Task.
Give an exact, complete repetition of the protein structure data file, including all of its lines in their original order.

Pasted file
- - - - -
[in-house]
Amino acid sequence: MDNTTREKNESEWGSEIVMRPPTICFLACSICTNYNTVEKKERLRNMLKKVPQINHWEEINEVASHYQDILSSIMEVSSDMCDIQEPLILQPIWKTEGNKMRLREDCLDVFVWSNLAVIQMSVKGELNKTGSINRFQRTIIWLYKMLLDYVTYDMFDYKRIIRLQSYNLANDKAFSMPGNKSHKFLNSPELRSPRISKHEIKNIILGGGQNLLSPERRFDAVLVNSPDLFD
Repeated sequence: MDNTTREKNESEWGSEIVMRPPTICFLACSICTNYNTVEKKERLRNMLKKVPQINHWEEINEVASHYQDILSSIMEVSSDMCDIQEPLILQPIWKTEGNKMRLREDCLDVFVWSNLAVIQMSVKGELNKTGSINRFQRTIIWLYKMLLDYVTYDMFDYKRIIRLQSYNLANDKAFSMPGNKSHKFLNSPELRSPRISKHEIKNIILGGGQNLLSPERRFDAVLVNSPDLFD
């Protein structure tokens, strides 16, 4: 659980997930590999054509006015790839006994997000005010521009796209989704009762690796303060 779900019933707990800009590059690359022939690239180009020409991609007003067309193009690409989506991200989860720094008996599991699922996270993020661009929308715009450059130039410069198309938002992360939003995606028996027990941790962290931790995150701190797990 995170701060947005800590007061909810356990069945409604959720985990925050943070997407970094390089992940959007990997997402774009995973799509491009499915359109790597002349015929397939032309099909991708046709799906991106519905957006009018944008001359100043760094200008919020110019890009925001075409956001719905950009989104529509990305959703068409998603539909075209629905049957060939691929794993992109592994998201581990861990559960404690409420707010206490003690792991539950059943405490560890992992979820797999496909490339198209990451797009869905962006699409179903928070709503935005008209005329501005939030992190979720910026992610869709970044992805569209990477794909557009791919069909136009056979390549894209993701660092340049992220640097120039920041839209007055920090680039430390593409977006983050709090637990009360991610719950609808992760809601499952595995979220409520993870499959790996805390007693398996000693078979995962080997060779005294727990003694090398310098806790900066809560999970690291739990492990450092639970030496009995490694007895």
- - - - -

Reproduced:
[in-house]
Amino acid sequence: MDNTTREKNESEWGSEIVMRPPTICFLACSICTNYNTVEKKERLRNMLKKVPQINHWEEINEVASHYQDILSSIMEVSSDMCDIQEPLILQPIWKTEGNKMRLREDCLDVFVWSNLAVIQMSVKGELNKTGSINRFQRTIIWLYKMLLDYVTYDMFDYKRIIRLQSYNLANDKAFSMPGNKSHKFLNSPELRSPRISKHEIKNIILGGGQNLLSPERRFDAVLVNSPDLFD
Repeated sequence: MDNTTREKNESEWGSEIVMRPPTICFLACSICTNYNTVEKKERLRNMLKKVPQINHWEEINEVASHYQDILSSIMEVSSDMCDIQEPLILQPIWKTEGNKMRLREDCLDVFVWSNLAVIQMSVKGELNKTGSINRFQRTIIWLYKMLLDYVTYDMFDYKRIIRLQSYNLANDKAFSMPGNKSHKFLNSPELRSPRISKHEIKNIILGGGQNLLSPERRFDAVLVNSPDLFD
């Protein structure tokens, strides 16, 4: 659980997930590999054509006015790839006994997000005010521009796209989704009762690796303060 779900019933707990800009590059690359022939690239180009020409991609007003067309193009690409989506991200989860720094008996599991699922996270993020661009929308715009450059130039410069198309938002992360939003995606028996027990941790962290931790995150701190797990 995170701060947005800590007061909810356990069945409604959720985990925050943070997407970094390089992940959007990997997402774009995973799509491009499915359109790597002349015929397939032309099909991708046709799906991106519905957006009018944008001359100043760094200008919020110019890009925001075409956001719905950009989104529509990305959703068409998603539909075209629905049957060939691929794993992109592994998201581990861990559960404690409420707010206490003690792991539950059943405490560890992992979820797999496909490339198209990451797009869905962006699409179903928070709503935005008209005329501005939030992190979720910026992610869709970044992805569209990477794909557009791919069909136009056979390549894209993701660092340049992220640097120039920041839209007055920090680039430390593409977006983050709090637990009360991610719950609808992760809601499952595995979220409520993870499959790996805390007693398996000693078979995962080997060779005294727990003694090398310098806790900066809560999970690291739990492990450092639970030496009995490694007895």